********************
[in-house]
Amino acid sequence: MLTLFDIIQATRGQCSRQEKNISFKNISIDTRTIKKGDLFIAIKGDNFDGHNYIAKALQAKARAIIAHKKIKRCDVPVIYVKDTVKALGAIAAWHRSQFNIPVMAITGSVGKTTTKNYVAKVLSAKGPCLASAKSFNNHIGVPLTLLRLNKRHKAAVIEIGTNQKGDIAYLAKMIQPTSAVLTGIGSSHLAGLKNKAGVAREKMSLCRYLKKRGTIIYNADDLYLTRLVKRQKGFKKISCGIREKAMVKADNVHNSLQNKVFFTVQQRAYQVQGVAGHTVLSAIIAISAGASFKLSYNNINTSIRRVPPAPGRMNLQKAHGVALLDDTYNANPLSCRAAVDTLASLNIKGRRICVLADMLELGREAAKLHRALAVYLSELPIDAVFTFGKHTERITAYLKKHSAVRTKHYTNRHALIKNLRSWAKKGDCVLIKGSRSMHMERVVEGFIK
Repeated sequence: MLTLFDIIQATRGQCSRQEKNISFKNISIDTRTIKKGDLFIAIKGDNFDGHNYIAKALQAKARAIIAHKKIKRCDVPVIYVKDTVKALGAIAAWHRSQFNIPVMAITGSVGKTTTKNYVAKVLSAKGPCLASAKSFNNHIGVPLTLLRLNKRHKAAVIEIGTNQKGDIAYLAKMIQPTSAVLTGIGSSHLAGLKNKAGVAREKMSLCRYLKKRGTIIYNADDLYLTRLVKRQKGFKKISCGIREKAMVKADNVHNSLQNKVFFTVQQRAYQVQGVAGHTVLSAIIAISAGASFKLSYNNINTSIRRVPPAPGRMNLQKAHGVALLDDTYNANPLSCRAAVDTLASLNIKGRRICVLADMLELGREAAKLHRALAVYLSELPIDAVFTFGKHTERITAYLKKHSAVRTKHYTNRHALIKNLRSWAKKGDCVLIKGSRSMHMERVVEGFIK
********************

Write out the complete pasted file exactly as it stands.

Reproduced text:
[in-house]
Amino acid sequence: MLTLFDIIQATRGQCSRQEKNISFKNISIDTRTIKKGDLFIAIKGDNFDGHNYIAKALQAKARAIIAHKKIKRCDVPVIYVKDTVKALGAIAAWHRSQFNIPVMAITGSVGKTTTKNYVAKVLSAKGPCLASAKSFNNHIGVPLTLLRLNKRHKAAVIEIGTNQKGDIAYLAKMIQPTSAVLTGIGSSHLAGLKNKAGVAREKMSLCRYLKKRGTIIYNADDLYLTRLVKRQKGFKKISCGIREKAMVKADNVHNSLQNKVFFTVQQRAYQVQGVAGHTVLSAIIAISAGASFKLSYNNINTSIRRVPPAPGRMNLQKAHGVALLDDTYNANPLSCRAAVDTLASLNIKGRRICVLADMLELGREAAKLHRALAVYLSELPIDAVFTFGKHTERITAYLKKHSAVRTKHYTNRHALIKNLRSWAKKGDCVLIKGSRSMHMERVVEGFIK
Repeated sequence: MLTLFDIIQATRGQCSRQEKNISFKNISIDTRTIKKGDLFIAIKGDNFDGHNYIAKALQAKARAIIAHKKIKRCDVPVIYVKDTVKALGAIAAWHRSQFNIPVMAITGSVGKTTTKNYVAKVLSAKGPCLASAKSFNNHIGVPLTLLRLNKRHKAAVIEIGTNQKGDIAYLAKMIQPTSAVLTGIGSSHLAGLKNKAGVAREKMSLCRYLKKRGTIIYNADDLYLTRLVKRQKGFKKISCGIREKAMVKADNVHNSLQNKVFFTVQQRAYQVQGVAGHTVLSAIIAISAGASFKLSYNNINTSIRRVPPAPGRMNLQKAHGVALLDDTYNANPLSCRAAVDTLASLNIKGRRICVLADMLELGREAAKLHRALAVYLSELPIDAVFTFGKHTERITAYLKKHSAVRTKHYTNRHALIKNLRSWAKKGDCVLIKGSRSMHMERVVEGFIK